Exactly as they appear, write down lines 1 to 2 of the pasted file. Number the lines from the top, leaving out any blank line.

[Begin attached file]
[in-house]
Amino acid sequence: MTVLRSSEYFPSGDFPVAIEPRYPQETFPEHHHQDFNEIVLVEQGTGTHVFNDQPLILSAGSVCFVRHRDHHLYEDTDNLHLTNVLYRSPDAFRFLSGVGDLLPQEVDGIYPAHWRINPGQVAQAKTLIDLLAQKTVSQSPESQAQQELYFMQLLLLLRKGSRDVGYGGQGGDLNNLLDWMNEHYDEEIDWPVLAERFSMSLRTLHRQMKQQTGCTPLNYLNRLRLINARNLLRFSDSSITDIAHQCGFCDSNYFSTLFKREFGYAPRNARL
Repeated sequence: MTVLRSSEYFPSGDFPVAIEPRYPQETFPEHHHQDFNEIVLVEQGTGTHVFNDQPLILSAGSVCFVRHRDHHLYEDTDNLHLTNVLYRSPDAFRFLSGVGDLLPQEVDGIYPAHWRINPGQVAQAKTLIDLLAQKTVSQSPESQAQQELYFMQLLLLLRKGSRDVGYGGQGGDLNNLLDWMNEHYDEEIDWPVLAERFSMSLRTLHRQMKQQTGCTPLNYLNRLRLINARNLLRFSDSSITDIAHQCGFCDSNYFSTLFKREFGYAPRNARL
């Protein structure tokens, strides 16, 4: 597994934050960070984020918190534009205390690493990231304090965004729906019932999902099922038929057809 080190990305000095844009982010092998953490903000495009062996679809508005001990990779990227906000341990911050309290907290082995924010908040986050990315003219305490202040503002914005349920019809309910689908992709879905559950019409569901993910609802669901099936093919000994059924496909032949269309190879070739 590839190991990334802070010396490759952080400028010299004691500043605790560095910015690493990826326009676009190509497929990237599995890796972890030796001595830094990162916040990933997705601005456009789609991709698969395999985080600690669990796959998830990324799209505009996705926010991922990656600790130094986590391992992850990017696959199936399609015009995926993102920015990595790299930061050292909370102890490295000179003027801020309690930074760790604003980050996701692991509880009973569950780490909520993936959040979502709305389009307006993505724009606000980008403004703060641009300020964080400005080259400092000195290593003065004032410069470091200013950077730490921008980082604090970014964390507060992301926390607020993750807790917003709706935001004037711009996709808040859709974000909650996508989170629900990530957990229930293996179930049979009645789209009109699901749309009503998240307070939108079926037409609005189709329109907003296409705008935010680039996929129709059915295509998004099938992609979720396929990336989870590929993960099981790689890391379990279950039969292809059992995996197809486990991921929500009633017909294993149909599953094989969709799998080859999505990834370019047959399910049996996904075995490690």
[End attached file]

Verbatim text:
[in-house]
Amino acid sequence: MTVLRSSEYFPSGDFPVAIEPRYPQETFPEHHHQDFNEIVLVEQGTGTHVFNDQPLILSAGSVCFVRHRDHHLYEDTDNLHLTNVLYRSPDAFRFLSGVGDLLPQEVDGIYPAHWRINPGQVAQAKTLIDLLAQKTVSQSPESQAQQELYFMQLLLLLRKGSRDVGYGGQGGDLNNLLDWMNEHYDEEIDWPVLAERFSMSLRTLHRQMKQQTGCTPLNYLNRLRLINARNLLRFSDSSITDIAHQCGFCDSNYFSTLFKREFGYAPRNARL